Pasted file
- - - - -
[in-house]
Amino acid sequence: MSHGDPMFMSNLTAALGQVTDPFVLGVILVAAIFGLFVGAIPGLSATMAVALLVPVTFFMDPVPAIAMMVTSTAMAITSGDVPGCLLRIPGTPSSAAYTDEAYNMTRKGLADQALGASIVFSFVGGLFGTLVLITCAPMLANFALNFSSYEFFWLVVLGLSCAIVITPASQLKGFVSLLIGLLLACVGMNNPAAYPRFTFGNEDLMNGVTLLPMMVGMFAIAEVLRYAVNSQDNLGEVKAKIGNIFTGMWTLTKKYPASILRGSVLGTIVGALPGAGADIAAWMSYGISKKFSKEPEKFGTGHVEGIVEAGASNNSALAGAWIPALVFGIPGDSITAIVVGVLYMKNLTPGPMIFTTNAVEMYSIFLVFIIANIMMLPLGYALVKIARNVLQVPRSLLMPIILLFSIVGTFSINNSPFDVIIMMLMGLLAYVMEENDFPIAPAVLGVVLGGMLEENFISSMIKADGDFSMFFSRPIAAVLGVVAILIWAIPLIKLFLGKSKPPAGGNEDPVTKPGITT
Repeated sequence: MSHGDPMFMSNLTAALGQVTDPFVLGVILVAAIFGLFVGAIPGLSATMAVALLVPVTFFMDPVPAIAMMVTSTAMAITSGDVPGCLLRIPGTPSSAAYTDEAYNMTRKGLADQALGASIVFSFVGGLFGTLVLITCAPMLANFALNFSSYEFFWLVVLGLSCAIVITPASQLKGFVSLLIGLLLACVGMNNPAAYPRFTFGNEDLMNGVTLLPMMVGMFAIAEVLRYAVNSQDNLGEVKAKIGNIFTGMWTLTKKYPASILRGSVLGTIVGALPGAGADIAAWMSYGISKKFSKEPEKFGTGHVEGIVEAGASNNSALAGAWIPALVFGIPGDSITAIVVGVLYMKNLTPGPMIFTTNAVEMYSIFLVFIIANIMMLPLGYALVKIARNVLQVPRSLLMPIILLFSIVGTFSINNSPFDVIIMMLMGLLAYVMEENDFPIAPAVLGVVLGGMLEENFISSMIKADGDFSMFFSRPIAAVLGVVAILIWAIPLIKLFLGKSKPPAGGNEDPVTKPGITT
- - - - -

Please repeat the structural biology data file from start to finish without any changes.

[in-house]
Amino acid sequence: MSHGDPMFMSNLTAALGQVTDPFVLGVILVAAIFGLFVGAIPGLSATMAVALLVPVTFFMDPVPAIAMMVTSTAMAITSGDVPGCLLRIPGTPSSAAYTDEAYNMTRKGLADQALGASIVFSFVGGLFGTLVLITCAPMLANFALNFSSYEFFWLVVLGLSCAIVITPASQLKGFVSLLIGLLLACVGMNNPAAYPRFTFGNEDLMNGVTLLPMMVGMFAIAEVLRYAVNSQDNLGEVKAKIGNIFTGMWTLTKKYPASILRGSVLGTIVGALPGAGADIAAWMSYGISKKFSKEPEKFGTGHVEGIVEAGASNNSALAGAWIPALVFGIPGDSITAIVVGVLYMKNLTPGPMIFTTNAVEMYSIFLVFIIANIMMLPLGYALVKIARNVLQVPRSLLMPIILLFSIVGTFSINNSPFDVIIMMLMGLLAYVMEENDFPIAPAVLGVVLGGMLEENFISSMIKADGDFSMFFSRPIAAVLGVVAILIWAIPLIKLFLGKSKPPAGGNEDPVTKPGITT
Repeated sequence: MSHGDPMFMSNLTAALGQVTDPFVLGVILVAAIFGLFVGAIPGLSATMAVALLVPVTFFMDPVPAIAMMVTSTAMAITSGDVPGCLLRIPGTPSSAAYTDEAYNMTRKGLADQALGASIVFSFVGGLFGTLVLITCAPMLANFALNFSSYEFFWLVVLGLSCAIVITPASQLKGFVSLLIGLLLACVGMNNPAAYPRFTFGNEDLMNGVTLLPMMVGMFAIAEVLRYAVNSQDNLGEVKAKIGNIFTGMWTLTKKYPASILRGSVLGTIVGALPGAGADIAAWMSYGISKKFSKEPEKFGTGHVEGIVEAGASNNSALAGAWIPALVFGIPGDSITAIVVGVLYMKNLTPGPMIFTTNAVEMYSIFLVFIIANIMMLPLGYALVKIARNVLQVPRSLLMPIILLFSIVGTFSINNSPFDVIIMMLMGLLAYVMEENDFPIAPAVLGVVLGGMLEENFISSMIKADGDFSMFFSRPIAAVLGVVAILIWAIPLIKLFLGKSKPPAGGNEDPVTKPGITT